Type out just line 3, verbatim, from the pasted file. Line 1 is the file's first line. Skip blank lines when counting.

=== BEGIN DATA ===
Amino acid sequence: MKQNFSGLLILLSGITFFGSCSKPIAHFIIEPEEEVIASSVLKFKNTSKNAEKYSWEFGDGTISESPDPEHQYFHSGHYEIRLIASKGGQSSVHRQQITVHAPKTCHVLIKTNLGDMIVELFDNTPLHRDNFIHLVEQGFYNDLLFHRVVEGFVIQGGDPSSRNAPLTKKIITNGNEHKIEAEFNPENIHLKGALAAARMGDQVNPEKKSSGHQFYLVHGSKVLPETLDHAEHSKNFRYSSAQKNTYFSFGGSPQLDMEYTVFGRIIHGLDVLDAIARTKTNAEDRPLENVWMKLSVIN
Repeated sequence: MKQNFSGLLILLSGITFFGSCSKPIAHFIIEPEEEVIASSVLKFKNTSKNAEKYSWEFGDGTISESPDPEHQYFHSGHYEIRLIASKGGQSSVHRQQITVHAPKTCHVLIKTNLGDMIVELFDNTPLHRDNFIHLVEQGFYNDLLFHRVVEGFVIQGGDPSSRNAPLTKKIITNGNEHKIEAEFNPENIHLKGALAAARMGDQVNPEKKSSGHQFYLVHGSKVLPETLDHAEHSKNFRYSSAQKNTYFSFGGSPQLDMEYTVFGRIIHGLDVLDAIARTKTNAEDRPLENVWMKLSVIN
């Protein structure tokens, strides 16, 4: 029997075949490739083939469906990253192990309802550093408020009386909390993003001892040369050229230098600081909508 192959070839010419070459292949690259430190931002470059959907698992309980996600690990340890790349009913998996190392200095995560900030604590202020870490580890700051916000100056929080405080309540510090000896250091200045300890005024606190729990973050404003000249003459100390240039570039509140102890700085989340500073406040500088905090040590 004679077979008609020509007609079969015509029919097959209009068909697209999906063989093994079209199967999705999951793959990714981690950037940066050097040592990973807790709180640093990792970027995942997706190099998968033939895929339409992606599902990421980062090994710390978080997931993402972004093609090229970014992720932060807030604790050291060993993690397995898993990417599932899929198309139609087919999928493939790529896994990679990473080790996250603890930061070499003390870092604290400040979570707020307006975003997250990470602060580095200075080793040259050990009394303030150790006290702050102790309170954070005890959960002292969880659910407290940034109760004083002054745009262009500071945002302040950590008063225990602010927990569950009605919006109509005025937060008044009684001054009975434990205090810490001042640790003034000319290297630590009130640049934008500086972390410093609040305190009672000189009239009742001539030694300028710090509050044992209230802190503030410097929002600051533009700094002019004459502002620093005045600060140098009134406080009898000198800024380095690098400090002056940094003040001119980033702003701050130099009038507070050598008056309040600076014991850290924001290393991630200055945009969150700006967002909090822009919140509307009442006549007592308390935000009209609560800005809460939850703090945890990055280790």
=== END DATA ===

């Protein structure tokens, strides 16, 4: 029997075949490739083939469906990253192990309802550093408020009386909390993003001892040369050229230098600081909508 192959070839010419070459292949690259430190931002470059959907698992309980996600690990340890790349009913998996190392200095995560900030604590202020870490580890700051916000100056929080405080309540510090000896250091200045300890005024606190729990973050404003000249003459100390240039570039509140102890700085989340500073406040500088905090040590 004679077979008609020509007609079969015509029919097959209009068909697209999906063989093994079209199967999705999951793959990714981690950037940066050097040592990973807790709180640093990792970027995942997706190099998968033939895929339409992606599902990421980062090994710390978080997931993402972004093609090229970014992720932060807030604790050291060993993690397995898993990417599932899929198309139609087919999928493939790529896994990679990473080790996250603890930061070499003390870092604290400040979570707020307006975003997250990470602060580095200075080793040259050990009394303030150790006290702050102790309170954070005890959960002292969880659910407290940034109760004083002054745009262009500071945002302040950590008063225990602010927990569950009605919006109509005025937060008044009684001054009975434990205090810490001042640790003034000319290297630590009130640049934008500086972390410093609040305190009672000189009239009742001539030694300028710090509050044992209230802190503030410097929002600051533009700094002019004459502002620093005045600060140098009134406080009898000198800024380095690098400090002056940094003040001119980033702003701050130099009038507070050598008056309040600076014991850290924001290393991630200055945009969150700006967002909090822009919140509307009442006549007592308390935000009209609560800005809460939850703090945890990055280790």